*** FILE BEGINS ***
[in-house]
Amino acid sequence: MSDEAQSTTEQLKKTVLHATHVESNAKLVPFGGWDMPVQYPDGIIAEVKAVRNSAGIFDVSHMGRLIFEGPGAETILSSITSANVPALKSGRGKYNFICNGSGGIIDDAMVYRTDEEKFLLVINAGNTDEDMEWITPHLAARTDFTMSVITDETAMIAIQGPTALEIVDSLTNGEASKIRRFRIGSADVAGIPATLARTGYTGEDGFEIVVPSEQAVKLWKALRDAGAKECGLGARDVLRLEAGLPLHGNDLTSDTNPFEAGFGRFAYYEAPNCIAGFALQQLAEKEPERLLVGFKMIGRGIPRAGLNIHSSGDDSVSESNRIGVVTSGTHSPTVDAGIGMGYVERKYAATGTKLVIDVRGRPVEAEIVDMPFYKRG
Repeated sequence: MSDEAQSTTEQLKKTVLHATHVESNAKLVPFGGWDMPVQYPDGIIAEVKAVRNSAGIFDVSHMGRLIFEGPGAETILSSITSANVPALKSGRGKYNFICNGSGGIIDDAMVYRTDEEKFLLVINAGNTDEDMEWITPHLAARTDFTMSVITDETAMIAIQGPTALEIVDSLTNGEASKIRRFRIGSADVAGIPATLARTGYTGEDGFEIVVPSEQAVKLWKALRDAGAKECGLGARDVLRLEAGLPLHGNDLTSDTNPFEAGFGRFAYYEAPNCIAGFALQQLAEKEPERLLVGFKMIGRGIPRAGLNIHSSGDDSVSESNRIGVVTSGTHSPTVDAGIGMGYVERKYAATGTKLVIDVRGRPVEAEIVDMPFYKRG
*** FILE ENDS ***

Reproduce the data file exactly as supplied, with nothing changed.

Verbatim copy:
[in-house]
Amino acid sequence: MSDEAQSTTEQLKKTVLHATHVESNAKLVPFGGWDMPVQYPDGIIAEVKAVRNSAGIFDVSHMGRLIFEGPGAETILSSITSANVPALKSGRGKYNFICNGSGGIIDDAMVYRTDEEKFLLVINAGNTDEDMEWITPHLAARTDFTMSVITDETAMIAIQGPTALEIVDSLTNGEASKIRRFRIGSADVAGIPATLARTGYTGEDGFEIVVPSEQAVKLWKALRDAGAKECGLGARDVLRLEAGLPLHGNDLTSDTNPFEAGFGRFAYYEAPNCIAGFALQQLAEKEPERLLVGFKMIGRGIPRAGLNIHSSGDDSVSESNRIGVVTSGTHSPTVDAGIGMGYVERKYAATGTKLVIDVRGRPVEAEIVDMPFYKRG
Repeated sequence: MSDEAQSTTEQLKKTVLHATHVESNAKLVPFGGWDMPVQYPDGIIAEVKAVRNSAGIFDVSHMGRLIFEGPGAETILSSITSANVPALKSGRGKYNFICNGSGGIIDDAMVYRTDEEKFLLVINAGNTDEDMEWITPHLAARTDFTMSVITDETAMIAIQGPTALEIVDSLTNGEASKIRRFRIGSADVAGIPATLARTGYTGEDGFEIVVPSEQAVKLWKALRDAGAKECGLGARDVLRLEAGLPLHGNDLTSDTNPFEAGFGRFAYYEAPNCIAGFALQQLAEKEPERLLVGFKMIGRGIPRAGLNIHSSGDDSVSESNRIGVVTSGTHSPTVDAGIGMGYVERKYAATGTKLVIDVRGRPVEAEIVDMPFYKRG